Journal of Autism and Developmental Disorders

, 39:388

Brief Report: Pragmatic Language in Autism Spectrum Disorder: Relationships to Measures of Ability and Disability

Authors

    • Speech Pathology and AudiologyUniversity of Alberta
    • Autism Research Institute of Alberta
  • Jamesie Coolican
    • Department of PsychologyDalhousie University
  • Nancy Garon
    • Department of PsychologyDalhousie University
    • IWK Health Centre
  • Julie White
    • Speech Pathology and AudiologyUniversity of Alberta
  • Susan Bryson
    • IWK Health Centre
    • Departments of Pediatrics and PsychologyDalhousie University
Brief Report

DOI: 10.1007/s10803-008-0618-y

Cite this article as:
Volden, J., Coolican, J., Garon, N. et al. J Autism Dev Disord (2009) 39: 388. doi:10.1007/s10803-008-0618-y

Abstract

Pragmatic language skill is regarded as an area of universal deficit in Autism Spectrum Disorder (ASD), but little is known about factors related to its development and how it in turn might contribute to skills needed to function in everyday contexts or to the expression of ASD-related symptoms. This study investigated these relationships in 37 high-functioning children with ASD. Multiple regression analyses revealed that structural language skills significantly predicted pragmatic language performance, but also that a significant portion of variance in pragmatic scores could not be accounted for by structural language or nonverbal cognition. Pragmatic language scores, in turn, accounted for significant variance in ADOS Communication and Socialization performance, but did not uniquely predict level of communicative or social adaptive functioning on the Vineland. These findings support the notion of pragmatic language impairment as integral to ASD but also highlight the need to measure pragmatic skills in everyday situations, to target adaptive skills in intervention and to intervene in functional, community-based contexts.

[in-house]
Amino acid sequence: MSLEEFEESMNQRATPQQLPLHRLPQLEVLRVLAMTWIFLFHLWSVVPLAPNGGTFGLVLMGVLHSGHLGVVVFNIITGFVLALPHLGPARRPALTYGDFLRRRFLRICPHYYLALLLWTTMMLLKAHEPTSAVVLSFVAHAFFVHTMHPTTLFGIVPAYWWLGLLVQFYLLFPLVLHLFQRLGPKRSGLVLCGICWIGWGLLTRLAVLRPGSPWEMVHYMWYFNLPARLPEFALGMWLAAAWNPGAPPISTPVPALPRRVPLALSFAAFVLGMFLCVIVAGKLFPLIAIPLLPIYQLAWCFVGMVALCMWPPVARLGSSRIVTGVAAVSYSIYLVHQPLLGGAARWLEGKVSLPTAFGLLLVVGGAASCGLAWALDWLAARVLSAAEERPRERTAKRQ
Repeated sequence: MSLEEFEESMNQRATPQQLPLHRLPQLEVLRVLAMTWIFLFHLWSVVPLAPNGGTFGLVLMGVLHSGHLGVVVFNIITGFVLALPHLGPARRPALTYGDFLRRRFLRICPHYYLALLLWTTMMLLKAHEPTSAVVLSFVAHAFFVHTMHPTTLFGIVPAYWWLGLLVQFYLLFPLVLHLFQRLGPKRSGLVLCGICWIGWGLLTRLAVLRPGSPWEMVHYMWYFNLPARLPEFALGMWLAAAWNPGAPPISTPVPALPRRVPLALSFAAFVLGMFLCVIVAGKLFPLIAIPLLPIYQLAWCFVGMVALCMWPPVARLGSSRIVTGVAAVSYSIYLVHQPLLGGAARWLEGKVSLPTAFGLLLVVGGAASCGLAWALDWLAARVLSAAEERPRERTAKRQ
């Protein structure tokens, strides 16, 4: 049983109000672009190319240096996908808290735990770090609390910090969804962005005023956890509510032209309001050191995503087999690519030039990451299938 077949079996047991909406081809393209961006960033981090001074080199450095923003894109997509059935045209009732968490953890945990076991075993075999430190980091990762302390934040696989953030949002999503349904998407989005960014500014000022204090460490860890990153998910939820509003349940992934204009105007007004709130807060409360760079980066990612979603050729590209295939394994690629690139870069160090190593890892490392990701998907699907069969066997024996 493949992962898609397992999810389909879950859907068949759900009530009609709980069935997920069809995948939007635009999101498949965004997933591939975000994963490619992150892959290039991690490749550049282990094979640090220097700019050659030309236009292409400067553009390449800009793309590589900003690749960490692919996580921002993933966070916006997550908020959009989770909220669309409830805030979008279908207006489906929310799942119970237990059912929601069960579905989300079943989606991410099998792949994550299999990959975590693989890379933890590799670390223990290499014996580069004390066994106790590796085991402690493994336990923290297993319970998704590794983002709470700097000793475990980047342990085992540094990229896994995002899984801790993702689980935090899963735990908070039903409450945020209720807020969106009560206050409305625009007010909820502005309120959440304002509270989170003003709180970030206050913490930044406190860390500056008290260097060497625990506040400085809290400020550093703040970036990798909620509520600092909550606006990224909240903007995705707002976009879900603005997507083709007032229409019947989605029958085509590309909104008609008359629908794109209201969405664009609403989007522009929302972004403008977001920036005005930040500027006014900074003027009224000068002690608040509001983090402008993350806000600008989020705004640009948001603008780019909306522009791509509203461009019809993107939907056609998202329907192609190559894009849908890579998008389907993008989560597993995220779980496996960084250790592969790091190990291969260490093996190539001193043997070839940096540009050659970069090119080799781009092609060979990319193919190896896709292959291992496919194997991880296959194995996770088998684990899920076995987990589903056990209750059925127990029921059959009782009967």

Keywords

Pragmatic languageStructural languageAdaptive functionSeverity of symptoms

Copyright information

© Springer Science+Business Media, LLC 2008